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New Perspectives

New Perspectives

Words of Faith 2-7-18

Dr. Jeffrey D. Hoy © 2018

Jeff.Hoy@faithfellowshipweb.com

Faith Fellowship Church - Melbourne, FL

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       Today we will begin devotions in the Gospel of Luke. Luke is unique among his fellow Gospel writers in that he was not Jewish. He also was not an Apostle or one of the Twelve. We don't know how he came to the Lord but it was likely through the ministry of Paul. He was a physician and an historian. It is probable that he was a physician in Troas, and came to Christ after hearing Paul, to whom he attached himself. He accompanied Paul through many but not all of his journeys. Luke interviewed a number of eyewitnesses probably including Mary the mother of Jesus and several of the women who followed Jesus. He assembled a significant amount of historical material about the life and teaching of Jesus that was not recorded by any other Gospel writer. He also gives us the only written history of the early church in his companion volume, the Acts of the Apostles. JDH

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Luke 1

   Many have undertaken to draw up an account of the things that have been fulfilled among us, [2] just as they were handed down to us by those who from the first were eyewitnesses and servants of the word. [3] Therefore, since I myself have carefully investigated everything from the beginning, it seemed good also to me to write an orderly account for you, most excellent Theophilus, [4] so that you may know the certainty of the things you have been taught.

 

     Do you remember the first picture of Jesus that was ever a part of your memory? One of my earliest life memories is that of attending the church that my mother was raised in and that my grandparents had been members of for years in Springfield, Missouri. As a little boy, I didn't know the name of the church but there was a room adjacent to the Sanctuary. There were classrooms off from this large gathering room and of course a stairwell that led to a large basement that was always lots of fun for little boys. (The slippery waxed floors in the basement were great fun to slide on!) It was there, on the wall of that fellowship area each week, that I would see Jesus each week.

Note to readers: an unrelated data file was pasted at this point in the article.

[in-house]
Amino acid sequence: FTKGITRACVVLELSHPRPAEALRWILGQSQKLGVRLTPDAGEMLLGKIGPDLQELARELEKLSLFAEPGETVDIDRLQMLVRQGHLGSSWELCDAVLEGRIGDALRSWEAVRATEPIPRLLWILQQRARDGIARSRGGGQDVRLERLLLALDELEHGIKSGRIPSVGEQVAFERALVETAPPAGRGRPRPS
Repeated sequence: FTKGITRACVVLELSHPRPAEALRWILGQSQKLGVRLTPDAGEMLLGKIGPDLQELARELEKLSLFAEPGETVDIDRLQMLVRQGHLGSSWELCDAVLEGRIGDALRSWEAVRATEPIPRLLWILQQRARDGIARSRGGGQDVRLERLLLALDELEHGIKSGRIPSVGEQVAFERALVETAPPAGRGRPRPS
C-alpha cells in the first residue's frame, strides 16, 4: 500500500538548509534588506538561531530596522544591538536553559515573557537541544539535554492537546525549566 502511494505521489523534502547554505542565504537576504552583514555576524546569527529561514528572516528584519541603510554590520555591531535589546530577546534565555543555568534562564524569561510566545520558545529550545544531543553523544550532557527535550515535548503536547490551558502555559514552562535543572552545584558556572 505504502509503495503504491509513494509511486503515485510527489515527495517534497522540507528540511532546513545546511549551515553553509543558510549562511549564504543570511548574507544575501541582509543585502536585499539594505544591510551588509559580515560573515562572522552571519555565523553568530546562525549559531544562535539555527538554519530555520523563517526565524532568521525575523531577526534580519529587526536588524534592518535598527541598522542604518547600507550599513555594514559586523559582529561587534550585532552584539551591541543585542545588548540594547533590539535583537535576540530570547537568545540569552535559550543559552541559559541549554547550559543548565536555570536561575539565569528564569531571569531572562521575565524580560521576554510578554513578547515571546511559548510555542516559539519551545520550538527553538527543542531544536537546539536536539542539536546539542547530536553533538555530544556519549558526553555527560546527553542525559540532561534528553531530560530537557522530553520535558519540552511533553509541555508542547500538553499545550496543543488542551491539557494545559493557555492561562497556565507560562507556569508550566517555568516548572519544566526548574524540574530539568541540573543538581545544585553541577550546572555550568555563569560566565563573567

The picture there was large and probably one that hung in thousands of churches in the 1950s. Years later I came to know the picture as "Solomon's Head of Christ". But to me that was Jesus. He appeared to be loving and holy. He was always there. He did not talk a lot, but then neither did I. I felt sure that He loved children. I must confess that He did not seem terribly exciting or fun to me but I understood that He was God and I was greatly comforted that He was at my church. Pretty much that picture of Jesus stayed with me for a number of years.

       The next picture of Jesus I recall was one from my Junior High years. This Jesus was not flat or silent. It was the age of "Jesus Christ Superstar" and "Godspell" and this Jesus had a bit of the counterculture revolutionary look. I must confess that I was never really entirely comfortable with this picture of Jesus, though I know that this was at least part of who Jesus really was so long ago.

       It was during this time that I met Jesus personally. Not a picture, but a person. I was introduced to Jesus at a coffee house by a young preacher named Raggie Ragsdale who played the guitar. Raggie explained that Jesus wanted to know me personally and walk with me in my everyday life. Jesus would forgive me of my sins and become the very best friend I could ever have, if I would receive him as Lord and Savior. Of course I did not know what all of that meant, but I knew it was the best offer I had ever heard. This Jesus was the same, and yet very different from the picture on the wall or man in the 70s movies.

       I have been getting to know Him ever since. The pictures on the wall are not nearly as important as the depth of His heart as I have grown to know and appreciate and respond to Him.

       Sometimes we need a new perspective. Not a new Savior but a clearer and more focused understanding of Him. That is what Luke is about. Luke lets us know right up front that it is important to tell the story from a new perspective. Many had already written this story. There is no insult to these. Their views are precious and vital. But there was no reason that another account should not be written while eyewitnesses were still alive.

         People might well have asked Luke: Why write a new book? Aren't there enough books? Luke says the answer is "no." Mark was written for Romans believers. Matthew for Jewish believers. John was written for Greek thinkers. Luke brings a different perspective. Sometimes we need a new picture of Jesus, a better and truer picture. We need to refine our understanding of Him because we have this human tendency to distort Jesus and shape Him into our own image. A new fresh look is good.

 

   Dear Lord, give me a new perspective. Help me to know You, Jesus, as You really are. Help me follow after You in Spirit and in Truth. Guide me today as I seek to follow You. In Jesus' name.